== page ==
# Empirical Direction in Design and Analysis

By Norman H. Anderson | Go to book overview

NOTES
18.1a
This discussion of effect size and importance is based on Anderson (1982), Chapter 6).
18.1b
The need for empirical rather than statistical framework is striking with the issue of effect size. Numerous writers have extolled the virtue of going beyond the significance test to report some measure of effect size. This theme seems totally persuasive—until one looks at the measures of effect size that have been proposed. They smother the empirical effect under an additional blanket of statistics.

A total of 40 measures of effect size were collected from the literature by Kirk (1996) and are listed in his Table 1. Notably absent from this list are the most important indexes: the mean, the one-variable regression coefficient, and their confidence intervals. This state of affairs is a symptom of the pervasive orientation that fixates on statistics to the neglect of empirics.

Questions of size and importance have no easy answer because they are basically extrastatistical issues. They need to be addressed in empirical terms, within the framework of each experiment. Focus on statistical indexes obscures the real issue. See further Importance Indexes and Self-Estimation Methodology in Chapter 6 of Anderson (1982) as well as Anderson and Zalinski (1991). Also of interest are Kruskal and Majors (1989) and Wright (1988).

18.1.1a
That small effects can cumulate across many instances to be important for outcome analysis has been emphasized by numerous writers, including Gilbert, Light, and Mosteller (1975), Yeaton and Sechrest (1981), and Abelson (1985). Prentice and Miller (1992) point up importance of small effects in process analysis.
18.1.2a
The d index of Equation 3 is not a general measure of effect size because effect size is a substantive concept that must be understood in extrastatistical terms. The same d of.50 would mean different things in experiments on person cognition, verbal memory, animal learning, and even in two different experiments within any of these fields. Cohen (1988) covers over this substantive problem by classifying d values of.20,.50, and.80 as “small, ” “medium, ” or “large.” This arbitrary classification obscures the prime importance of interpreting the mean difference—in its unstandardized form—within its own empirical framework.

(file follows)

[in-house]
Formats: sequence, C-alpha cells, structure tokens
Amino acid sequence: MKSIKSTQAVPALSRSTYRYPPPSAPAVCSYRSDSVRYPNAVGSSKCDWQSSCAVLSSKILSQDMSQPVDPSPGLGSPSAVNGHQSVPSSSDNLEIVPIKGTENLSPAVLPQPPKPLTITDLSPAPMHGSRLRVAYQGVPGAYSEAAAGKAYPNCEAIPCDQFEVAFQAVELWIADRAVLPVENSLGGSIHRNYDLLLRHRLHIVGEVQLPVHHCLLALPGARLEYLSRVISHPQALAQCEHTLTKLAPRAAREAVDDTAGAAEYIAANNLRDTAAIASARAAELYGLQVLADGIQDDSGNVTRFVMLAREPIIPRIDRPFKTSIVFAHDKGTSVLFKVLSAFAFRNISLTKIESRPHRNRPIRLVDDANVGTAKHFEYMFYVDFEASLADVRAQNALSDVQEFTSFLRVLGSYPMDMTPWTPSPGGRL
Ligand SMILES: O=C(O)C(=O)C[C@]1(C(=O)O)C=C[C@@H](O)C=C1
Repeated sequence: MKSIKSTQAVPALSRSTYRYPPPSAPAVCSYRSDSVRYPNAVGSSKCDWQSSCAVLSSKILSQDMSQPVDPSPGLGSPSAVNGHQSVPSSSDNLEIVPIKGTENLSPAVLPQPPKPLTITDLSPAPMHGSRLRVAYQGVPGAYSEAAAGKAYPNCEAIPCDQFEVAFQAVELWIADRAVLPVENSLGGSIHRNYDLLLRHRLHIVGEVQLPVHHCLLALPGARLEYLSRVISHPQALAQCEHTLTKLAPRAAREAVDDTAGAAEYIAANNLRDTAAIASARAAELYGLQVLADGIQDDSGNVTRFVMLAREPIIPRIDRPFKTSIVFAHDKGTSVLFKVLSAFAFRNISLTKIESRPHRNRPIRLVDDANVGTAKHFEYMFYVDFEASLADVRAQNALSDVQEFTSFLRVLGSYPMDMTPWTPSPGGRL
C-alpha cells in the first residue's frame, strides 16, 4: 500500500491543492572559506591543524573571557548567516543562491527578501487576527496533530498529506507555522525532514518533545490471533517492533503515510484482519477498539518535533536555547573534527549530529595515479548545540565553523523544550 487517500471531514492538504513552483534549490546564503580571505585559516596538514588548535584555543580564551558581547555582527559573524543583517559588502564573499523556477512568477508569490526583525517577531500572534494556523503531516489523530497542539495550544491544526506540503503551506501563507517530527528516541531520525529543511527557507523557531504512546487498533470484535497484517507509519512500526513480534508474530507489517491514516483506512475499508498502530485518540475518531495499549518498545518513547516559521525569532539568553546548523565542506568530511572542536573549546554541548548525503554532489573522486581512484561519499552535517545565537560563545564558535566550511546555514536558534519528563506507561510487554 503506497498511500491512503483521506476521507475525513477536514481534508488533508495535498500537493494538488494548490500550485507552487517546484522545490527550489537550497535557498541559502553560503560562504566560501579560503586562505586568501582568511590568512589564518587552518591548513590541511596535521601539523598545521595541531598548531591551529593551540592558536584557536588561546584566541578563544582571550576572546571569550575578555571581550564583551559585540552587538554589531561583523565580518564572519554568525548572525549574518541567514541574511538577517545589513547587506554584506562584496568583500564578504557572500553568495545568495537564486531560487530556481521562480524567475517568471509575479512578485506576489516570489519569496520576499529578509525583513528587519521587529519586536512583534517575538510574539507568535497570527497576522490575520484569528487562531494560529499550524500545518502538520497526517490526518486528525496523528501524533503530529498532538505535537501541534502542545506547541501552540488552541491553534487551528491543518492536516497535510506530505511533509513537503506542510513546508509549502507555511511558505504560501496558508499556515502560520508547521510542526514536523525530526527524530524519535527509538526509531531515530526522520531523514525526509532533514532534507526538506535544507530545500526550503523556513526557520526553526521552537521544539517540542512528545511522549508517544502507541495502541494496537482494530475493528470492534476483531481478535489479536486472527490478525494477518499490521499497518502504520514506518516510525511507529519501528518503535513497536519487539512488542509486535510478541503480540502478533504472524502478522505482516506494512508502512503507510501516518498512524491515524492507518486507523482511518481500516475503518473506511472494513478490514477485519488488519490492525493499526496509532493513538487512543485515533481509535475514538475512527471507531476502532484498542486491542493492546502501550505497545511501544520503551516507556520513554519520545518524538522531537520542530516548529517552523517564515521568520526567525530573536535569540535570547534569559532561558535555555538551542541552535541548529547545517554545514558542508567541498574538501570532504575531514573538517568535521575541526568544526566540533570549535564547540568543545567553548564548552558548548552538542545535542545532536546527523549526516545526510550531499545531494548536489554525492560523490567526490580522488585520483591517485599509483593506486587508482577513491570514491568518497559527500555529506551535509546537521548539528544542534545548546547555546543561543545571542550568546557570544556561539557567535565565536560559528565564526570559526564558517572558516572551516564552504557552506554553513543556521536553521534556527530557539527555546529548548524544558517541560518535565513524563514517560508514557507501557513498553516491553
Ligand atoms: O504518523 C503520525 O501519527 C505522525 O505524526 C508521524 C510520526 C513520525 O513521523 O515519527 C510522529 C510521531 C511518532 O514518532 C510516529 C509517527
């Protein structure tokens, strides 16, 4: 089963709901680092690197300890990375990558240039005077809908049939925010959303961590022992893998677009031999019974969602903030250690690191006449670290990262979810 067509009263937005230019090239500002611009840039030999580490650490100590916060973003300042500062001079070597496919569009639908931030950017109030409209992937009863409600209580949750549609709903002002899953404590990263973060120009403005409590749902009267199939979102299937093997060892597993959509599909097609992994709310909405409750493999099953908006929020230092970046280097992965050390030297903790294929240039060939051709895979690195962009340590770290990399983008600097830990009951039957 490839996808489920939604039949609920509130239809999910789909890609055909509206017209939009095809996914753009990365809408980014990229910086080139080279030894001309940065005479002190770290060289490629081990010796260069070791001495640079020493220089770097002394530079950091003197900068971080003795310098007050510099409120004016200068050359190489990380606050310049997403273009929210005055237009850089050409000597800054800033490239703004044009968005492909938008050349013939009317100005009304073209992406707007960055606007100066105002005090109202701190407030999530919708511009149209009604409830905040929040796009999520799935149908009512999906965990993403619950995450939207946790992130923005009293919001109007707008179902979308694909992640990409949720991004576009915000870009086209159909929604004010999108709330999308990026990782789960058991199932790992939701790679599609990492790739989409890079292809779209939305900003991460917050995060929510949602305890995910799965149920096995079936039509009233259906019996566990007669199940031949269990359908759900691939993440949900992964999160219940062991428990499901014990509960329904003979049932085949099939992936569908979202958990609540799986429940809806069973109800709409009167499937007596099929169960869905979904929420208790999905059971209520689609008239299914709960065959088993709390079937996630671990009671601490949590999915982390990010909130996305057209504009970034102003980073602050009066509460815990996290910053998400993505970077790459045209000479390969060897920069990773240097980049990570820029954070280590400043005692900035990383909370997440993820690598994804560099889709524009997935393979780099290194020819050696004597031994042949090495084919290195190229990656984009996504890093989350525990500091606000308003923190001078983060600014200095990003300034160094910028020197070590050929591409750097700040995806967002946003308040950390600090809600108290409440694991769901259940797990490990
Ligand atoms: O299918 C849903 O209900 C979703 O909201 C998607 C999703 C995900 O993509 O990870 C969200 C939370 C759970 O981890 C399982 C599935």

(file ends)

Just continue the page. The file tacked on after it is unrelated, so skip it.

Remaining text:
18.1.2b
A much-cited non sequitur that published empirical reports generally have inadequate power was initiated by Cohen (1962) on the basis of his small-medium-large classification of effect sizes cited in the previous note. This claim was a non sequitur because, as Mulaik, Raju, and Harshman (1997) point out, Cohen did not calculate power from the data of any empirical report.

Instead, Cohen tabulated sample size for each report. This sample size was used to estimate power for the three cited hypothetical effect sizes of.20,.50, and.80 using Equation 3 (or formulas for comparable measures of effect size such as r). Cohen found that power averaged just under.50 for a “medium” effect size. He arbitrarily assumed that a “medium” effect size was the norm for empirical studies and so concluded that published experiments generally lack power.

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Empirical Direction in Design and Analysis

• Title Page iii
• Dedication v
• Foreword vi
• Contents vii
• Preface xvi
• Chapter 1 - Scientific Inference 1
• Preface 30
• Chapter 2 - Statistical Inference 31
• How to Do Exercises 54
• Exercises for Chapter 2 54
• Preface 58
• Chapter 3 - Elements of Analysis of Variance I 59
• Notes 75
• Appendix: How to Randomize 77
• Exercises for Chapter 3 84
• Preface 90
• Chapter 4 - Elements of Analysis of Variance II 91
• Notes 111
• Exercises for Chapter 4 113
• Preface 118
• Chapter 5 - Factorial Design 119
• Notes 145
• Appendix: Hand Calculation for Factorial Design 148
• Exercises for Chapter 5 151
• Preface 158
• Chapter 6 - Repeated Measures Design 159
• Notes 177
• Exercises for Chapter 6 181
• Preface 188
• Chapter 7 - Understanding Interactions 189
• Notes 209
• Exercises for Chapter 7 214
• Preface 218
• Chapter 8 - Confounding 219
• Notes 250
• Preface 258
• Chapter 9 - Regression and Correlation 259
• Notes 280
• Exercises for Chapter 9 282
• Preface 286
• Chapter 10 - Frequency Data and Chi-Square 287
• Notes 300
• Exercises for Chapter 10 302
• Preface 306
• Chapter 11 - Single Subject Design 307
• Notes 338
• Exercises for Chapter 11 345
• Preface 350
• Chapter 12 - Nonnormal Data and Unequal Variance 351
• Notes 373
• Exercises for Chapter 12 378
• Preface 382
• Chapter 13 - Analysis of Covariance 383
• Notes 395
• Exercises for Chapter 13 397
• Preface 400
• Chapter 14 - Design Topics I 401
• Notes 431
• Exercises for Chapter 14 437
• Preface 442
• Chapter 15 - Design Topics II 443
• Notes 475
• Exercises for Chapter 15 481
• Preface 484
• Chapter 16 - Multiple Regression 485
• Notes 514
• Exercises for Chapter 16 520
• Preface 524
• Chapter 17 - Multiple Comparisons 525
• Notes 546
• Exercises for Chapter 17 548
• Preface 550
• Chapter 18 - Sundry Topics 551
• Notes 589
• Exercises for Chapter 18 596
• Preface 602
• Chapter 19 - Foundations of Statistics 603
• Notes 637
• Preface 646
• Chapter 20 - Mathematical Models for Process Analysis 647
• Notes 677
• Exercises for Chapter 20 681
• Preface 688
• Chapter 21 - Toward Unified Theory 689
• Notes 729
• Exercises for Chapter 21 742
• Preface 750
• Chapter 22 - Principles and Tactics of Writing Papers 751
• Notes 761
• Preface 764
• Chapter 23 - Lifelong Learning 765
• Notes 780
• Preface 782
• Chapter 0 - Basic Statistical Concepts 783
• Notes 803
• Exercises for Chapter 0 805
• Statistical Tables 808
• References 820
• Author Index 847
• Subject Index 854
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